You’ve probably seen lots of talk here on the VoIP Insider about HDVoice, Wideband VoIP, G.722 Codec, etc. Lead by VoIP endpoint manufacturers including Polycom, Snom, Audiocodes, Cisco and others, the VoIP industry at large is gearing up to push “High Definition Voice” in a big way.
Industry analysts are also evangelizing wideband audio technology. Jeff Pulver’s HD Communications Summit recently convened on May 21st in NYC, a gathering of like-minded technology vendors and technorati pontificating on the ramifications of wideband audio and telephony.
I have experienced HD audio firsthand on Polycom’s VVX1500 and their other HDVoice capable models, as well as Audiocodes’ new 320HD, and the difference between 16K “HD” and 8K traditional audio clarity is indeed striking.
In my opinion, one factor that currently limits the proliferation of HD communications is the lack of an existing deployed base of of “wideband audio capable” endpoint devices….ie phones. There are currently a nice variety of HD capable IP phones available in the marketplace from the aforementioned vendors, but they have not been available long enough to be widely installed, yet. I have several HD capable phones provisioned in our offices but precious few clients and colleagues with whom to converse in hi def.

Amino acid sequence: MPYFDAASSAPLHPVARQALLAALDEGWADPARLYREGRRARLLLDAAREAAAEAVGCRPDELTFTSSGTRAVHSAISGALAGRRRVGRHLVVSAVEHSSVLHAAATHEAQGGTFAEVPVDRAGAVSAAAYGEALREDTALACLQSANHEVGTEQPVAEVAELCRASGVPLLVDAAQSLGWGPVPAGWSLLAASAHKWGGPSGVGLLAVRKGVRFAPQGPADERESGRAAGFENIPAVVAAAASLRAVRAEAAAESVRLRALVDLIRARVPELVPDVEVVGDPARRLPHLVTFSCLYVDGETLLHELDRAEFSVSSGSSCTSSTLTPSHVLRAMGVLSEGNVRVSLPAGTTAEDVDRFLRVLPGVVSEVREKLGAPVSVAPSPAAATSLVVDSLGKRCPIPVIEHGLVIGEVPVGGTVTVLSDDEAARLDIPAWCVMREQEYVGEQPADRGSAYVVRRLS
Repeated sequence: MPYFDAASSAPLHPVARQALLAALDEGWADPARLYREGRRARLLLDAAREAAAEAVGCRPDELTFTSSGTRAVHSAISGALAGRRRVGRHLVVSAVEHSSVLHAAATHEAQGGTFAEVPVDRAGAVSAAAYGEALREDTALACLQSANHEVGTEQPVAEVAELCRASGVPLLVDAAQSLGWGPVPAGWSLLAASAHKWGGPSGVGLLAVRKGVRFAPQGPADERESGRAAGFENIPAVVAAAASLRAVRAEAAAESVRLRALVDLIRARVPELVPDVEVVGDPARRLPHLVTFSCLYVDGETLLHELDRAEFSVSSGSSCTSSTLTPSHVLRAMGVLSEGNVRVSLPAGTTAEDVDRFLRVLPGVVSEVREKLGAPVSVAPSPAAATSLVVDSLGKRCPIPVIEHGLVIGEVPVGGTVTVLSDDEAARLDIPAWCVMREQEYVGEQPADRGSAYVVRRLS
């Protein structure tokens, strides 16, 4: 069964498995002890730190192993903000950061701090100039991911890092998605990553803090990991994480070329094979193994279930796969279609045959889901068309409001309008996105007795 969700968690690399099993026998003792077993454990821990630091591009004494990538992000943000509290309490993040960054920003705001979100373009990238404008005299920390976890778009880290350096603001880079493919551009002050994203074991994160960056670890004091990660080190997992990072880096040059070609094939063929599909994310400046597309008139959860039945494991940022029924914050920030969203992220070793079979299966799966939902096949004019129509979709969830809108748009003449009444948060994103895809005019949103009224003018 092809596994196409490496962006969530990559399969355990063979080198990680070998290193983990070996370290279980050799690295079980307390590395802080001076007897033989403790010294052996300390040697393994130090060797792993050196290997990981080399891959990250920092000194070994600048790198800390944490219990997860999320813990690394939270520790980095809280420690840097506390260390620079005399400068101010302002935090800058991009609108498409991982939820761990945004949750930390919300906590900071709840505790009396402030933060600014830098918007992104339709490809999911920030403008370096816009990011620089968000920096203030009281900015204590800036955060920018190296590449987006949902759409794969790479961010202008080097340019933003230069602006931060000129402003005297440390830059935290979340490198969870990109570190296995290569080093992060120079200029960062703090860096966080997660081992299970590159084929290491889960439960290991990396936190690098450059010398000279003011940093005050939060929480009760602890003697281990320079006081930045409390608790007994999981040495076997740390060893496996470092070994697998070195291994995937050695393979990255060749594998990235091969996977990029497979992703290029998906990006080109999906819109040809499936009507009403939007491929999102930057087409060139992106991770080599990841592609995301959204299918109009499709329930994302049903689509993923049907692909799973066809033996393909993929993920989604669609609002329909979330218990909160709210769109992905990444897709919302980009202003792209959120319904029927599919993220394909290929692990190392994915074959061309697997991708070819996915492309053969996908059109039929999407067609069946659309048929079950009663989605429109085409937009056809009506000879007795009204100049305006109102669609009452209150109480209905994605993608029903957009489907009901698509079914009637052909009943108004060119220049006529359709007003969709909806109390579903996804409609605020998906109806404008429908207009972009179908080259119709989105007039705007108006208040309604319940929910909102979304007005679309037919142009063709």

I began wondering if/when a mobile provider would roll out HD calling services for wireless subscribers, and came upon a piece by Daniel Berninger of Gigaom entitled How HD Voice Can Save Wireline Telecom,. As good as the HD experience is on a hardphone in the office, I can’t help but think how great this technology would be if applied to mobile devices. If given my first choice, I think I’d opt to have the benefits of HD audio clarity on a mobile call while driving in my car, or on a layover in a noisy airport, versus in the office.
With 3G here and 4G coming, the bandwidth is certainly there to support HD calling on mobile devices. Seems all that is currently lacking is a traditional carrier or mobile VoIP provider and a handset manufacturer with a wireless device that supports G.722 or alternative wideband codecs. I wonder if there are existing mobile phone devices with a large deployed base that could be made “HD capable” via firmware update?
If anyone amongst our readership has any particular insight into HD audio and the near term impact on both fixed line and mobile telephony, we’d love to hear from you.